Lafayette and Iberia Parishes are mourning the loss of a man who helped lead schools in their districts for five decades.

Dave Cavalier died Monday at a Lafayette hospital. He was 81.

Cavalier was a native of Morgan City and a graduate of the University of Southwestern Louisiana (now the University of Louisiana). He was a track and football star during his high school and collegiate years. As a halfback, Cavalier helped lead Morgan City High School to the 1957 Class 2A state football championship and to a quarterfinals appearance in 1958. Cavalier initially signed with Louisiana State University to play football. However, Cavalier he changed his commitment and accepted a scholarship to USL after he married his wife Ellen. Injuries hampered his career at USL, but under coaches Jim Hoggatt and Russ Faulkinberry, Cavalier learned how to play--and coach--every position on the field, setting himself up for his future career.

After graduating from USL in 1963, he joined the staff at Scott High School as a coach and as a math teacher. He started as an assistant coach under Luther Perrin, but Cavalier was soon promoted to head football and track coach. Under Cavalier's leadership, Scott won district football championships in 1967 and 1968 and won the state track championship in 1969, the school's final year of existence.

When the Lafayette Parish School Board consolidated the Scott and Judice high schools into Acadiana High, district leaders appointed Cavalier as the new school's first head football coach, track coach, and athletic director. Cavalier led the newly-formed Wreckin' Rams program to three straight winning seasons in its first three years and a district championship in 1970. Cavalier turned over his football and athletic director duties to Bill Dotson in the middle of the 1972 season so he could begin a new challenge in the field of education.

Cavalier stepped down from his athletic pursuits after Principal Amos Trahan appointed him as Acadiana High's assistant principal. Cavalier served in that role until January 1977, when he succeeded Trahan as Acadiana's principal. He served in that capacity for nine years.

"I tried to be fair and consistent with the kids," Cavalier told the Daily Advertiser in 1989. "I loved them and tried to give them 'tough love' like I do with my own kids. I really felt for them and their problems.

"I gave support to my teachers," Cavalier continued. "I let them do their jobs without breathing on them all the time. I was more a director than a boss."

In 1986, Cavalier said he made one of the most difficult choices of his life and embarked on a new journey away from Acadiana High. He applied for and was appointed to Iberia Parish schools superintendent position. He held the position until 1994. He stepped down after the board voted not to renew his contract. That vote happened despite the fact Cavalier helped the district improve its tax collection revenues and build a budget surplus despite the economic downturn caused by the oil industry collapse of the mid- to late-1980s. Cavalier and the school board used that money to rebuild and renovate most of the district's facilities. Ironically, Cavalier won the Louisiana Department of Education's Outstanding Educator and Superintendent of the Year awards that same year.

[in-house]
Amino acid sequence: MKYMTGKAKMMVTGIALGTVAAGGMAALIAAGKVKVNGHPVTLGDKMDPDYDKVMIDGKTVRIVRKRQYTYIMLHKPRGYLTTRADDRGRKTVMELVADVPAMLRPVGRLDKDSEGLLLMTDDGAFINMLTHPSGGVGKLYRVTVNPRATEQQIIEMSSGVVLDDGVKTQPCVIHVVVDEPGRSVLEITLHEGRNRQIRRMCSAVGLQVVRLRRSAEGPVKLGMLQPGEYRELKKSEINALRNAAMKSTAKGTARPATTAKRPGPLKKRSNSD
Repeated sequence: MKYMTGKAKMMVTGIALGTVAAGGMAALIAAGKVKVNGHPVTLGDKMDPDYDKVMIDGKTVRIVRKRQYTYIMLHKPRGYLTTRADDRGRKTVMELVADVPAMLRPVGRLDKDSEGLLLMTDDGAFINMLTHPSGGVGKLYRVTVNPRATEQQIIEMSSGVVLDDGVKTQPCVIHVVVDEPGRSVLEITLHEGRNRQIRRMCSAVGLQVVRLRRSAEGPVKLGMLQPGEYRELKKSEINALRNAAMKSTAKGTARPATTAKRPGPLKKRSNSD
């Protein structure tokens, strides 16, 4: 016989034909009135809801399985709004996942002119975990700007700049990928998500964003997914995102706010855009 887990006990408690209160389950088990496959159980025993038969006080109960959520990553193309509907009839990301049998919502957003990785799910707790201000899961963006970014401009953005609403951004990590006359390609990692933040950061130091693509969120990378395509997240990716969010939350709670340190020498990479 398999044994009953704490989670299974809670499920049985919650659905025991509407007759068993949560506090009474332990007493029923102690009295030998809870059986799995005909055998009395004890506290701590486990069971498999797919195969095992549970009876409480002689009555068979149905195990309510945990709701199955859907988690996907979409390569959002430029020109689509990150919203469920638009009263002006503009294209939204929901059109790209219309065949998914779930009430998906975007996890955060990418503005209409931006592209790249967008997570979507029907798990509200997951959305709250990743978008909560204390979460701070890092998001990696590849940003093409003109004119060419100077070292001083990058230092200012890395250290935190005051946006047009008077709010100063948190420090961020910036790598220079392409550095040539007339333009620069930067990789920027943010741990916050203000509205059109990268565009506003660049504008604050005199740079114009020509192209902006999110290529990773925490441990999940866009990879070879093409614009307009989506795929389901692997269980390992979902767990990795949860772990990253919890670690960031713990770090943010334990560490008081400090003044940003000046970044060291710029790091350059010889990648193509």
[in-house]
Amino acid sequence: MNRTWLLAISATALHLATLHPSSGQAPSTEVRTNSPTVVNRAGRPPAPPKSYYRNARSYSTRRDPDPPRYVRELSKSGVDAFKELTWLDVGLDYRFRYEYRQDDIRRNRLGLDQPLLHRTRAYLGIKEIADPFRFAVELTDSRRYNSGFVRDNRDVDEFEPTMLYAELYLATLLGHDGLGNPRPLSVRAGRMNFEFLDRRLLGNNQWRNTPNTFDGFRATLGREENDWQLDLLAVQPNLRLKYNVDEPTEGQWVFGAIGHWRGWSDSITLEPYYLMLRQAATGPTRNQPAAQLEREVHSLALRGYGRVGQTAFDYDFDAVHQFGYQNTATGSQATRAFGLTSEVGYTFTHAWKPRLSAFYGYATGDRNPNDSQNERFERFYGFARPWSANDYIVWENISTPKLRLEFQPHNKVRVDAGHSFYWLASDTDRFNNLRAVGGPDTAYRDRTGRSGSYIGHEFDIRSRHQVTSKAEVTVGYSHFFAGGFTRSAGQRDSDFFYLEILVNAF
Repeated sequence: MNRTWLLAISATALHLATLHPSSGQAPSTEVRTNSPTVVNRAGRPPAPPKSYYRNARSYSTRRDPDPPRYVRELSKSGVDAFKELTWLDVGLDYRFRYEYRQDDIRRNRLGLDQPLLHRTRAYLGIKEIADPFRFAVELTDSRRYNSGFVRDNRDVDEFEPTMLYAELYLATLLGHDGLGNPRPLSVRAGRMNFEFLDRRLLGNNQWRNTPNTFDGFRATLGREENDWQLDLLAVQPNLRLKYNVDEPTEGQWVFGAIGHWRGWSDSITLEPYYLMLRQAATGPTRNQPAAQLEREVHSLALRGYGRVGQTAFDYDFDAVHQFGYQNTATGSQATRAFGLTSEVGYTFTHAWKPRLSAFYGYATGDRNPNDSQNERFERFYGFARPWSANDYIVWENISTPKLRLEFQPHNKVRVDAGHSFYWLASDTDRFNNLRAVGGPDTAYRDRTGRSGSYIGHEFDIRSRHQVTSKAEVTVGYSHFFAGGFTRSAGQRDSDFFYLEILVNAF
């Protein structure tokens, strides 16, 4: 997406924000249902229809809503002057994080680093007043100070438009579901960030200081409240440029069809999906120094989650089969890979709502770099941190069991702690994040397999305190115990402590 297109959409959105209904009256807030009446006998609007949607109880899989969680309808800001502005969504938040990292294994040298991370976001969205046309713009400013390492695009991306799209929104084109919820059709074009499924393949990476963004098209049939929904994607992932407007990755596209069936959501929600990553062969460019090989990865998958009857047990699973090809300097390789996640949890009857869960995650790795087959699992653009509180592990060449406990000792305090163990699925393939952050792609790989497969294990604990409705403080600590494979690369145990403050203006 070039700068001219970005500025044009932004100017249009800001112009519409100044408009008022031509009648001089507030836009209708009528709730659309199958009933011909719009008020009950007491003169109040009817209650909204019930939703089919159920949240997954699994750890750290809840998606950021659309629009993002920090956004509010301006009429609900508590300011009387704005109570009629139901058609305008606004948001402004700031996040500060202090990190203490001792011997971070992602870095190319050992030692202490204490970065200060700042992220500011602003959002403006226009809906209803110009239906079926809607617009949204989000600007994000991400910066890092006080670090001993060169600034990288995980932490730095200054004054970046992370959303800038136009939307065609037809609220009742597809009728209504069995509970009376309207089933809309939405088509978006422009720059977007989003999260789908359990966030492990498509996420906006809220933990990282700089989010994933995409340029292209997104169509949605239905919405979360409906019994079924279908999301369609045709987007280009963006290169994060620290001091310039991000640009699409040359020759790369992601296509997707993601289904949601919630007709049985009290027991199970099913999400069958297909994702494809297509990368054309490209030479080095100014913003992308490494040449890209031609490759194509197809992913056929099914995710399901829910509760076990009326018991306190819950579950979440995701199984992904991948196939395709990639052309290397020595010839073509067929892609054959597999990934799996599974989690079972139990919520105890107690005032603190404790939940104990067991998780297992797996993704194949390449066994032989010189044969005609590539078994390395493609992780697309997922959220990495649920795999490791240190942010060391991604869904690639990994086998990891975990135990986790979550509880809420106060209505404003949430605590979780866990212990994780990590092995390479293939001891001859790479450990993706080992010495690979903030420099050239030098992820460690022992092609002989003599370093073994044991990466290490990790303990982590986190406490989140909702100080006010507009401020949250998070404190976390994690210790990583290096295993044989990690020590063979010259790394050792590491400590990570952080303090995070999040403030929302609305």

"It was very difficult for my family when we moved here in 1986 to become superintendent," Cavalier told the Daily Advertiser when he retired as superintendent. "It was devastating for them to move from the Scott area where we had lived so long. But this community opened its arms to us, and I feel there's no other place we'd rather live than New Iberia."

New Iberia is where Cavalier stayed for the rest of his career and his life.

After a brief stint working for the Louisiana Department of Education, Cavalier returned to school administration in 1995. That year, the Diocese of Lafayette appointed Cavalier to be the principal of Catholic High School. He became the first lay person to hold that position. He stayed at Catholic High until 2001. In 2004, Cavalier took over as principal of one of Catholic High's feeder institutions, St. Edward School. He retired from that role in 2010.

Although Cavalier left Acadiana High School and Scott 35 years ago, his legacy remains. Cavalier hired many of the coaches who helped lead the school to continued athletic successes, including Bill Dotson, Willard Hanks, Scott McCullough, Ted Davidson, Bobby Beane, and James Simmons. His grandson-in-law, Matt McCullough, is the current head football coach at Acadiana and has led the Wreckin' Rams to back-to-back state titles in 2019 and 2020. His great-grandson, Kaleb Cavalier, entered Wreckin' Ram lore in 2018 when he caught a Hail Mary pass to help Acadiana beat Ruston in 2018.

What's more: Cavalier selected the school's green-and-gold colors and selected the Wreckin' Ram as the school's mascot. He also assisted Acadiana High band director Earl J. Parquette in writing the lyrics to the Acadiana High fight song.

Cavalier's funeral is set for Friday at 2:30 p.m. at Nativity of Our Lady Catholic Church in New Iberia. Visitation will take place earlier that morning--from 10:30 a.m. to 1:45 p.m.--at Pellerin Funeral Home.

Cavalier is survived by his wife of 62 years Ellen, five children, 14 grandchildren, eight great-grandchildren, and a brother.

Fantastic Places My Parents Shopped, But Are Gone Now

Lafayette TV Icons: Where Are They Now?

More From 97.3 The Dawg